Would you know what a semaphore tower was? We have to admit, until we were asked to work on one, we didn’t know either!
One of our recent projects, however, involved the renovation of Britain’s last remaining Semaphore Tower based in Chatley Heath, Surrey.
The uniquely shaped grade II listed building, dating back to the Napoleonic era, was once a vital link in transmitting messages from Admiralty House in London to Portsmouth Docks.
Before today’s internet, long-range military communication was extremely difficult and, prior to the semaphore system, the British used flags or moving balls to signal messages. As you can imagine, neither were reliable methods in bad weather.
The French first invented the semaphore system, which uses towers to convey information via signals. Britain adapted their idea using flags and sticks atop purpose built buildings which, when displayed in a particular pattern, represented different letters.
This particular semaphore tower’s construction was ordered after the battle of Waterloo, to protect us from invasion. It was completed in 1822 and, at the time, was considered cutting-edge technology and design. For more than 20 years this tower acted as a vital link in a communication chain. It became obsolete once the electric telegraph was invented though and the semaphore lines were decommissioned.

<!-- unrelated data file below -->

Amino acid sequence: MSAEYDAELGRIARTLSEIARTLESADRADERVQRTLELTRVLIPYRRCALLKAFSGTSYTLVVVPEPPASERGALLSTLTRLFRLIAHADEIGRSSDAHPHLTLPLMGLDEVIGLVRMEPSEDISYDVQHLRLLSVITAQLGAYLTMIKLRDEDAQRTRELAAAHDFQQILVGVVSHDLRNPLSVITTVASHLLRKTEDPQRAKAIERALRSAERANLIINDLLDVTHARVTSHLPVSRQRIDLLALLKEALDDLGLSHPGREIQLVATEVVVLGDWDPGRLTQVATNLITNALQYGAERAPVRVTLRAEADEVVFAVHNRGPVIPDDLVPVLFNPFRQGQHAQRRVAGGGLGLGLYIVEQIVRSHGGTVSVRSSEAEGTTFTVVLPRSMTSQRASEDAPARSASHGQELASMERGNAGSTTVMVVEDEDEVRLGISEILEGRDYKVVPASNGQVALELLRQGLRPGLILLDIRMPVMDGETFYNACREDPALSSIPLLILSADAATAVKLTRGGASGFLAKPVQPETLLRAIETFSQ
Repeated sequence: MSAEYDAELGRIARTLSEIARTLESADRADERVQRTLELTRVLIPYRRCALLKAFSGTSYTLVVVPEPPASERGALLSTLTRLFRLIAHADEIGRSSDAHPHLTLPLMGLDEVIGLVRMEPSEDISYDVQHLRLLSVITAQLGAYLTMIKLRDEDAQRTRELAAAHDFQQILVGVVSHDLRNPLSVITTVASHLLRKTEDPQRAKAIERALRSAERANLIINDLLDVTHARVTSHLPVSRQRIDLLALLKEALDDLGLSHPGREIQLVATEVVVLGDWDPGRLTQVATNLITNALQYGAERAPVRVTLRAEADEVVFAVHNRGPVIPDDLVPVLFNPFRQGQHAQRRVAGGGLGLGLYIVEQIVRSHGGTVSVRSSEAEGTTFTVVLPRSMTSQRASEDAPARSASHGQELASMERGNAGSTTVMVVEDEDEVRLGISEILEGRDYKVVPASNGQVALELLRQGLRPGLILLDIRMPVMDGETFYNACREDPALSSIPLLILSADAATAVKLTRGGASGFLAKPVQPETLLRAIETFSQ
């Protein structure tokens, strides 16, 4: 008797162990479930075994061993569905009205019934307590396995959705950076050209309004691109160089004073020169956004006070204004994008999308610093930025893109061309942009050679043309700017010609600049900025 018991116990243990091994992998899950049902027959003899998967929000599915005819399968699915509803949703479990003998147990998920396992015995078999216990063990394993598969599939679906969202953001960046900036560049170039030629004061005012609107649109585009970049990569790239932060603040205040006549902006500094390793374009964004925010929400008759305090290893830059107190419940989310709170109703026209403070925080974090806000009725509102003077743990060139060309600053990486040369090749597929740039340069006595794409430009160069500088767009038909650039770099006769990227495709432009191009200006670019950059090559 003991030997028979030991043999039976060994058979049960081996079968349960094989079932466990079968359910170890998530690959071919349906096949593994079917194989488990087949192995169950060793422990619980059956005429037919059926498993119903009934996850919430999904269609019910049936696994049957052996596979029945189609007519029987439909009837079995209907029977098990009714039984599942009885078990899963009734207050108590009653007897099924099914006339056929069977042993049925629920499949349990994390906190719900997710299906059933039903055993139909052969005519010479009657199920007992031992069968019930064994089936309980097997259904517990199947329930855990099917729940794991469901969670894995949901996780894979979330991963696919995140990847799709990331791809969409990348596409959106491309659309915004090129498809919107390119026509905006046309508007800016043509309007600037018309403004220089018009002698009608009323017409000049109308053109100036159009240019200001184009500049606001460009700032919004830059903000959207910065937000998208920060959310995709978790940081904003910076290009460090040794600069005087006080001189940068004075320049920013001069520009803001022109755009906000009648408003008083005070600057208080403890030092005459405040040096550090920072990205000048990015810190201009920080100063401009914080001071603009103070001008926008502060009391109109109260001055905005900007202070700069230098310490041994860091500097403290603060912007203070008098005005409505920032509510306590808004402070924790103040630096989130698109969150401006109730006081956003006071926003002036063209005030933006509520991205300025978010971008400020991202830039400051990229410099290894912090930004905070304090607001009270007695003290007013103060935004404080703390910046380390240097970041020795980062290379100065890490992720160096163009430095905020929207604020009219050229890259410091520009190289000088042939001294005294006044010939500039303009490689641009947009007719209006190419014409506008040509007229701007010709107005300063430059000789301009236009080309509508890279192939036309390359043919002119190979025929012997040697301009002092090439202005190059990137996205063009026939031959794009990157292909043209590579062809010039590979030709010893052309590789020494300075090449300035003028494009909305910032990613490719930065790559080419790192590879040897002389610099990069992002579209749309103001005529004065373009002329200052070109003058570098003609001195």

This remarkable tower, a once vital British military building, stood empty from 1963. It suffered vandalism, a major fire and severe water damage.
Fortunately, The Landmark Trust recognised its significance and swooped in to save it. A public appeal was backed by more than 1,000 generous supporters who have helped fund its restoration.
We were commissioned as part of the restoration works to fit secondary glazing units to some of its original windows. We’re extremely proud to have played a part in reviving this unique structure.
The five-story tower, which offers 360-degree views across London and the Home Counties, has now been turned into a holiday retreat and has even featured on Countryfile!
We hope it enjoys a long and lived-in future!
For more information or to book a free no-obligation survey, simply give us a call on 01384 63 63 65 or email firstname.lastname@example.org.